“See?” Matt said. “New teenagers should be out having fun. Why shouldn’t Ty?”
His dad sighed, his gaze snapping to meet his son’s. Matt almost flinched. His dad had the kind of eyes that belonged on a police interrogator or something. “You promised him something, didn’t you?”
For a few moments, Matt’s mouth hung open silently. He was hoping to do a little more buildup before the big question, but this was it. “The carnival,” he admitted. “I said I’d talk to you about it.”
His dad opened his mouth to speak, but Matt cut back in before he could get out more than a word. “I know what you’re going to say. I know that there will be a big crowd and lots of dangerous rides and all sorts of places he could get lost, but you know what? All those strange things that happen around him eventually go away. And you have to admit, it’s not every time we go out that something happens. I know it’s a risk, but I think it’s one we should take.”
His dad did not blink. “Are you finished?”
“Yes,” Matt said barely holding it together. “Yes.”
One of his dad’s eyebrows shot up. “What about the zoo? Have you forgotten that?”
Matt could scarcely forget that one. They had gone to the zoo one day, and had a lions, tigers, bears, and even a few elephants stomping around the neighborhood the next day.
“Come on. They were all gone by that night. I mean, Tyson just sits up there all the time reading books and watching movies. Are you going to keep him up there forever?”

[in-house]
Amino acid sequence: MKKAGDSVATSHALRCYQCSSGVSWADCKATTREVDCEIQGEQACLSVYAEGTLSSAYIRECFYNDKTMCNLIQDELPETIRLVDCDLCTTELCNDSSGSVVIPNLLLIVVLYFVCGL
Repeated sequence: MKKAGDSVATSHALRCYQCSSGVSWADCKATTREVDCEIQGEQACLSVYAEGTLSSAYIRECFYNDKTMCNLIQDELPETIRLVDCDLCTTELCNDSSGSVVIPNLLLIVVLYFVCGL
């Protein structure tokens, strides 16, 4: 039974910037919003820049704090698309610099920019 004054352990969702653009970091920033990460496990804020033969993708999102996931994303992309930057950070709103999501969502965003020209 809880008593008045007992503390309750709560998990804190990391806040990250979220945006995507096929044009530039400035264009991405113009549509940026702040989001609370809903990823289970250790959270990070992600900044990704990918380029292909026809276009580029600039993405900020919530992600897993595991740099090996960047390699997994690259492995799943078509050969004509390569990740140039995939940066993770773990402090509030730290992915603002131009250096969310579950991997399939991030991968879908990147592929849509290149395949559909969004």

“If that’s what it takes,” said his dad. “What about the library? They lost the entire reference section when Tyson fell asleep and the basement flooded…with seawater.”
Matt shrugged. “Hey, I caught a seagull. And who needs that section anyway? At least the movies and magazines were okay.” His dad opened his mouth, but Matt pushed ahead. “And not all of his things are bad. Don’t forget that new red Porsche that showed up in our garage after you guys watched that car show. That was cool, wasn’t it?”
His dad’s face reddened to match the sportscar. “Until it disappeared when I was sitting at a traffic light and I nearly got run over by a minivan. I could have been…”
A faraway look came across his dad’s face mixed with a little sadness. “Matt, It’s been a long day and I don’t want to fight about this. I guess nothing has happened in a while. If you promise to stay with him the whole time, I guess we can go for a little bit.”
Matt felt the knot in his stomach unclench, and punched his fist in the air.
His dad turned to go, but spun around right before he rounded the corner. “And, if he breaks anything, you’re getting a job to pay for it.”
“Sure, dad,” Matt said with a low chuckle. “Maybe they’ll let us work concessions. Though between Tyson and me, we’d probably get fired for eating half of them ourselves. I’ve never seen anyone with a bigger sweet tooth.”
His dad gave him a weary smile, rubbing at one eye. “That’s because you don’t remember your mom’s.”
Somewhere in the Milky Way
The Starformer turned toward the emerald light streaming from a distant planet. The sign. He had waited so long for one of the seeds he had planted to take hold. He turned from his work where he had been weaving together the threads of a new arm of a galaxy and flew as fast as he could toward the beam of hope, so distant, yet so comforting. Many beings found comfort in the light of distant stars, and now, he understood this better than ever.
Even as he traveled, he could feel its form continue to dissipate, taking him ever closer to the time when he would vanish completely. If only he could reach the light in time, he might yet succeed in assuring that his legacy might live on, even if through another.
He closed his eyes as he traveled, bringing to mind the star and its blue-green planet. If the other seeds it had planted had not shown a sign by now, they likely would never. Now, earth remained his only hope.